Ammonite inside a clam
Several weekends ago I was collecting on formations known as Tepee Buttes
east of Pueblo, Colorado. These cone-shaped features are found from Colorado
into South Dakota in the late Cretaceous Pierre Shale and are remnants of
methane vents on the floor of the Western Interior Seaway. Unique ecosystems
developed around these vents, making them great places to collect fossils.
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I collected this clam, Nymphalucina occidentalis, on one of
the buttes. This species is found in abundance on all of the
Tepee Buttes, but no where else.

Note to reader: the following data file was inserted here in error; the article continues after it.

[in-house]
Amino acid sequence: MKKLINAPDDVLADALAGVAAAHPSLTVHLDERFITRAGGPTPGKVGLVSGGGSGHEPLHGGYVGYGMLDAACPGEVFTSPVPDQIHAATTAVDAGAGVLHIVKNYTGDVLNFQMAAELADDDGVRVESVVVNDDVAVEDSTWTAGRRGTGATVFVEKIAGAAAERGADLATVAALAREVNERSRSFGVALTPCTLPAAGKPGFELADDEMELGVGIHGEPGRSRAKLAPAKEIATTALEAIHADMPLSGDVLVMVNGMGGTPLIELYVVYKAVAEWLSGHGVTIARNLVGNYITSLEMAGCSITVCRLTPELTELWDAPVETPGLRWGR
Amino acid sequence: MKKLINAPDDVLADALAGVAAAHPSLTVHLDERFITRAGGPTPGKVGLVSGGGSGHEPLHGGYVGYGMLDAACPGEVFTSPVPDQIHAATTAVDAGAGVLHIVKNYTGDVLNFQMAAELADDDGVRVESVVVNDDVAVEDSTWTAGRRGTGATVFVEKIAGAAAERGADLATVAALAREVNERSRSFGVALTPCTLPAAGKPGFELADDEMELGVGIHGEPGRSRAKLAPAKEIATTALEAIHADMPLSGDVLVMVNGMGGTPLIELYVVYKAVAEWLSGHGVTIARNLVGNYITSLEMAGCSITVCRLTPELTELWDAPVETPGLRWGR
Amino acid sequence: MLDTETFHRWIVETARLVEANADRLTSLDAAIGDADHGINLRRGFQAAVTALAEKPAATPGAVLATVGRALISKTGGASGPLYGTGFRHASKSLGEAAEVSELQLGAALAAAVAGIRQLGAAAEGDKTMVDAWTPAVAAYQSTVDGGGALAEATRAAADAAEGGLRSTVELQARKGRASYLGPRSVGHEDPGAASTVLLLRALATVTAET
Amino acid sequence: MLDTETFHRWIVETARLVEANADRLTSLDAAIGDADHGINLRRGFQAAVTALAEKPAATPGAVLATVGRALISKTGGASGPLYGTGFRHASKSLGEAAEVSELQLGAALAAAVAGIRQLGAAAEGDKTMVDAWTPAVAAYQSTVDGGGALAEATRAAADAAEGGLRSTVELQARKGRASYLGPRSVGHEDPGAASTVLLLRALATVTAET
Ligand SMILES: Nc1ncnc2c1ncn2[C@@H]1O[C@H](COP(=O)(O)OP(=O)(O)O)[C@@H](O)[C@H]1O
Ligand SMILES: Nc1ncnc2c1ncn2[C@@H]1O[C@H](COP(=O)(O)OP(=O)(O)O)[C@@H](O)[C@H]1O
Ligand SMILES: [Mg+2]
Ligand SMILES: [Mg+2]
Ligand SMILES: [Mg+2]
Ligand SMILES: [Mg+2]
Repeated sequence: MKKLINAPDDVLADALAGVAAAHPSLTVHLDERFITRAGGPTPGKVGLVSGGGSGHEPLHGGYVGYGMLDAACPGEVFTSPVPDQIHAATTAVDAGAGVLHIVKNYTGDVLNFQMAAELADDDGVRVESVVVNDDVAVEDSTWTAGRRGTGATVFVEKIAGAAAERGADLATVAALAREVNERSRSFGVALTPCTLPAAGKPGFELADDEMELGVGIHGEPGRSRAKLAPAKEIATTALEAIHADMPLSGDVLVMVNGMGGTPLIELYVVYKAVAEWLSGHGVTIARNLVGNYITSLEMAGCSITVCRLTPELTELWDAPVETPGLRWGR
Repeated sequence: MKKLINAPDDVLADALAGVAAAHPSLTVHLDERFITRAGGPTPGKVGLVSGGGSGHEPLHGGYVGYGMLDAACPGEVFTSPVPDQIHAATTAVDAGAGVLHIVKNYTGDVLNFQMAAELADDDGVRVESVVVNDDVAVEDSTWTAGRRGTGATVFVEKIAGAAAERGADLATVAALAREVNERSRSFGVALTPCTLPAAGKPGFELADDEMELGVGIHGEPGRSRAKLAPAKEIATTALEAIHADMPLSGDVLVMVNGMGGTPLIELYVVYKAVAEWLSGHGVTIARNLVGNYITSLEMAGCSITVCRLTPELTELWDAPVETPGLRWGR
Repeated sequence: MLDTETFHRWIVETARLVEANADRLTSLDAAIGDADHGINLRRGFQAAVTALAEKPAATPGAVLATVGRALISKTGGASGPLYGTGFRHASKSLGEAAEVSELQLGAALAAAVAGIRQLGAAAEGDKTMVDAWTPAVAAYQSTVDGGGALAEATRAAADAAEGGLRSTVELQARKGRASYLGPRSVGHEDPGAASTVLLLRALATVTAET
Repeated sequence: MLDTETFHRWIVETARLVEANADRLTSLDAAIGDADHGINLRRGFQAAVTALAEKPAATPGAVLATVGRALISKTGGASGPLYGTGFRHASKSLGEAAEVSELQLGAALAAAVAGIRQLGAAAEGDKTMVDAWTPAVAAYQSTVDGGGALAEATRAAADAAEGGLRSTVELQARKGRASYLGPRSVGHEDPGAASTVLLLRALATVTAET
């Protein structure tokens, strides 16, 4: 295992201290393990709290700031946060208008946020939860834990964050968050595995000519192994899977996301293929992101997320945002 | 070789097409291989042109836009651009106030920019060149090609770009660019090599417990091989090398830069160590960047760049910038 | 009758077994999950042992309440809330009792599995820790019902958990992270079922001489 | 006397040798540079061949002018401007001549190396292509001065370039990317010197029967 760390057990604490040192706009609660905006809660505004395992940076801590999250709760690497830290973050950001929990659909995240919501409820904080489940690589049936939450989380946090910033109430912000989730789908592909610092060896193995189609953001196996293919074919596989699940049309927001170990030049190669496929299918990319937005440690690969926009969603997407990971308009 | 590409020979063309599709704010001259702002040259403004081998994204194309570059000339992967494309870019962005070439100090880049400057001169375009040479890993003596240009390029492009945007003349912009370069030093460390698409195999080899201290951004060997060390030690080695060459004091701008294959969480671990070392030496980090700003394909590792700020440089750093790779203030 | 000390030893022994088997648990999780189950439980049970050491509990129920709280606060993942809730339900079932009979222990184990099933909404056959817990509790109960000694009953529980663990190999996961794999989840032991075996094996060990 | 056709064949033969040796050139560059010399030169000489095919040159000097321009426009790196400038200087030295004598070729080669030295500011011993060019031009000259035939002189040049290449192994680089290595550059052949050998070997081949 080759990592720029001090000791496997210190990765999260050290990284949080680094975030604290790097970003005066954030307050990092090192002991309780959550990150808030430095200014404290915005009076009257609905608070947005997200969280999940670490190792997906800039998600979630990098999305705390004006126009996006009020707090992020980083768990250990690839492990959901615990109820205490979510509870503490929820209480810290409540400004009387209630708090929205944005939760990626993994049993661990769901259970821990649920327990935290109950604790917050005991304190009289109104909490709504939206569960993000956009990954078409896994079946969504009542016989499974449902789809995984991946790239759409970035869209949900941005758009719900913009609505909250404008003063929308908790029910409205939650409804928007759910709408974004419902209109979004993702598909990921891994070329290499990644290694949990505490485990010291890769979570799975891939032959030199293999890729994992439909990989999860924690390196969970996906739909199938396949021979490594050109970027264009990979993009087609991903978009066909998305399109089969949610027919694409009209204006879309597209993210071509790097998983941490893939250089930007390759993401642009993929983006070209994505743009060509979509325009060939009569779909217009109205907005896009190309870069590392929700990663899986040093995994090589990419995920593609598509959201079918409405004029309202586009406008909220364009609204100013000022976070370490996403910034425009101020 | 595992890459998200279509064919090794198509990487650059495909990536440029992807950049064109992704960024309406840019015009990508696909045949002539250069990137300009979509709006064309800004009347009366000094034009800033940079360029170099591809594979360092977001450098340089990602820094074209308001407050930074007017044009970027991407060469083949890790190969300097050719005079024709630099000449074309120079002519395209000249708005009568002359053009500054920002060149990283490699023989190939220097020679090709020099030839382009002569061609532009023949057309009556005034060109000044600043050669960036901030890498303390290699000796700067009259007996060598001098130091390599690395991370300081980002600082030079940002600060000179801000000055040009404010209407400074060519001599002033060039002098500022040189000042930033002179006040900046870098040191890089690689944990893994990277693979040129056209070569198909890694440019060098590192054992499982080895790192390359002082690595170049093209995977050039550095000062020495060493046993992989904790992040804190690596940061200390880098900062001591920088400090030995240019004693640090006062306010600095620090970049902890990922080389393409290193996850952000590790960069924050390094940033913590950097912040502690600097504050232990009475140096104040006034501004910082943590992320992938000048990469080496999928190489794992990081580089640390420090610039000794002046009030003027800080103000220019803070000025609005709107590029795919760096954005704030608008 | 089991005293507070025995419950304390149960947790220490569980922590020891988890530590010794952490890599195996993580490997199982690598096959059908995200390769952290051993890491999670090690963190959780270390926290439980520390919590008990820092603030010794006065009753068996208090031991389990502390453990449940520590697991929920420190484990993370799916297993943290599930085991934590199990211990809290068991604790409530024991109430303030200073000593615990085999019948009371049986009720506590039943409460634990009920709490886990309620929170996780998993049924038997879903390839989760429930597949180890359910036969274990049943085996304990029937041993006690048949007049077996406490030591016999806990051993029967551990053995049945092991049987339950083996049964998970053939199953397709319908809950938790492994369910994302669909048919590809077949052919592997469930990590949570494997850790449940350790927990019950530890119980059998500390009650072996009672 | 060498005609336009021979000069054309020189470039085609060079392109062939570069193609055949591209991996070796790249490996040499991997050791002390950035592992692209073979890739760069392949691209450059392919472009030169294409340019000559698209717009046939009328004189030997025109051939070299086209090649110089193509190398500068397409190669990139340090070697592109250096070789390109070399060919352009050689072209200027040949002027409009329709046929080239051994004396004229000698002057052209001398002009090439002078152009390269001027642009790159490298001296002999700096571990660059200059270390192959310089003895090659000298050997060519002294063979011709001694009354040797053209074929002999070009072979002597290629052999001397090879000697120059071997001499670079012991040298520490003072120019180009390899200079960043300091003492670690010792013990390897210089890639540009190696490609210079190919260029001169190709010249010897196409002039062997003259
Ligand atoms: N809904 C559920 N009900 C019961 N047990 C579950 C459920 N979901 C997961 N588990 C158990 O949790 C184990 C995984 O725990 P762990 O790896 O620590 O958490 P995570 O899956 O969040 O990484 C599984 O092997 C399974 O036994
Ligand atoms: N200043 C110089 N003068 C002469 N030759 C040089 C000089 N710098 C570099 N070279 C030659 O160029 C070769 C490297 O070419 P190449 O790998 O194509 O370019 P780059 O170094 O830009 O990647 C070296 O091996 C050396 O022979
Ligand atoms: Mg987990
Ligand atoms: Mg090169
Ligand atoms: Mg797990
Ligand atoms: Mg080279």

Turning over this specimen, revealed quite a surprise. Most
of the shell on this side had broken away revealing a small
ammonite inside the clam.
This ammonite inside the clam is the same species as the
one in this photo that I found at the same location a couple
of years ago.
My question to the group: How did this ammonite get inside this clam?
"The odds of finding a clam with an ammonite inside is a one-in-a-million!
A great fossil and would be ideal for a museum exhibit on fossil preservation."
Click Here to review the Discussion
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